Group MC (n=60): Control male group (No vestibular stimulation was given).
Group FC (n=60): Control female group (No vestibular stimulation was given).
Group MV (n=60): Intervention male group (Vestibular stimulation was given for 146 ± 5.6 days)
Group FV (n=60): Intervention female group (Vestibular stimulation was given for 147 ± 6 days)

Vestibular stimulation

Vestibular stimulation was administered by making the participants swing on a swing, according to their comfort. (Back to front direction) as standardized by previous methods [8,9].

Assessment of depression, anxiety and stress

Depression Anxiety Stress Scale (DASS): The DASS is a 42- item questionnaire which includes three self-report scales designed to measure the negative emotional states of depression, anxiety and stress. Each of the three scales contains 14 items, divided into subscales of 2-5 items with similar content. Items on the DASS are rated on 4-point Likert - type, ranging from 0 (Did not apply to me at all) to 3 (Applied to me very much, or most of the time). The higher the scores on each subscale indicate more depression, anxiety and stress [13].
Statistical analysis
We used the 20th version of statistical package for social sciences for statistical analysis of our data. Data was expressed as mean ± SD. Statistical comparisons were performed by Oneway ANOVA followed by tukey HSD test. P-value <0.05 was taken as significant.

Ethical consideration

The present study was approved by Institutional human ethical committee of Little Flower Hospital and Research centre, Angamaly, Kerala, India.

Results

Depression, anxiety and stress scores in vestibular and control groups are presented in figure 1: Pre intervention (D0) depression, anxiety and stress scores were similar in all the four groups. While the depression, anxiety and stress scores remained unchanged after follow up in the control groups (D1 in MC and FC groups), all these scores were significantly (P < 0.001) reduced in the groups receiving vestibular stimulation (D1; MV and FV groups). Further the beneficial effects of the vestibular stimulation were similar among both male and female students.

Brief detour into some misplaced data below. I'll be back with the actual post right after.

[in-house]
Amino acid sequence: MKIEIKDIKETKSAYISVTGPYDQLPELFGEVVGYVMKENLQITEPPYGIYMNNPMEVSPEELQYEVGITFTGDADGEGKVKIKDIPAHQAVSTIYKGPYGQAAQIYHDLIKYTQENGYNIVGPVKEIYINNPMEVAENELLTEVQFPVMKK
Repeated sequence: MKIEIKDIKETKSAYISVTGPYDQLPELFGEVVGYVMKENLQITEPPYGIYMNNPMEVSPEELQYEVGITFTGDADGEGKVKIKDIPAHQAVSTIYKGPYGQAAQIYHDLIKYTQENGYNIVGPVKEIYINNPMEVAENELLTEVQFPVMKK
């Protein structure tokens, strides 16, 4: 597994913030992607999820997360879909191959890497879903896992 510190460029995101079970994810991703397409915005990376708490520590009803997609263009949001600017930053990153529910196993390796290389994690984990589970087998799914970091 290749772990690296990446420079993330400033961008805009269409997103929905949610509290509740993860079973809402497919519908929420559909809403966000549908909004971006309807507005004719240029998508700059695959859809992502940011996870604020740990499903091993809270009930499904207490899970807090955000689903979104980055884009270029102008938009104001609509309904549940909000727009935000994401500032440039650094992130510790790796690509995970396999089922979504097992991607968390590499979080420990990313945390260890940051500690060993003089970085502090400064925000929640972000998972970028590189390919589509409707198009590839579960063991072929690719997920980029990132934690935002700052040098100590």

Discussion

Depression is the psychiatric disorders of major public health importance. Depression scores were significantly higher in female students in both relaxed state as well as the stressed state [14]. Our study agrees with the earlier studies as we have observed higher depression scores in female participants.
Depression/anxiety co-exists with vestibular disorders [15]. Although most psychoactive drugs are used therapeutically to treat mental disorders, unfortunately, are abused. Many abused drugs act by enhancing the effectiveness of dopamine in the pleasure pathways and gives the intense sensation of pleasure [16,17]. Winter et al., reported that in salivary cortisol levels were decreased in volunteers who subjected to front to back motion on a hexapod [18].Optimal vestibular stimulation relieves most of the symptoms of depression through its connections with the structures of the brain involved in emotions, behavior and cognition [7]. Unlike the psychoactive drugs, vestibular stimulation does not alter dopamine levels [19] and cause minimum or no side effects. Further, vestibular stimulation by swinging on swing doesn’t need practice and easily adoptable and affordable to the general population. Hence, it can be incorporated in routine day life style to prevent depression. In our previous studies, we have observed steady and significant decrease in salivary cortisol, Blood pressure and blood cell counts, followed by vestibular stimulation [8]. The present study agrees with earlier studiesas we have observed a significant decrease in DASS scores followed by vestibular stimulation.

Conclusion

This study provides evidence for the beneficial effect of vestibular stimulation in management of depression among college students. There is a need for a future study with highersample size to substantiate the therapeutic validity of vestibular stimulation as an intervention for prevention of depression among college students.

Acknowledgement

We would like to thank the students, for their active participation in this work.We also acknowledge Rev. Fr. Dr. Paul V Madan, Director, Little Flower Hospital and Research Centre, for his encouragement and support. Ms. Jithina Krishnan provided efficient technical and secretarial assistance. Special thanks to Dr. Udaya Kumar Reddy, President of International stress Management association IND for his valuable suggestions.

Figures at a glance

Figure
Figure 1

References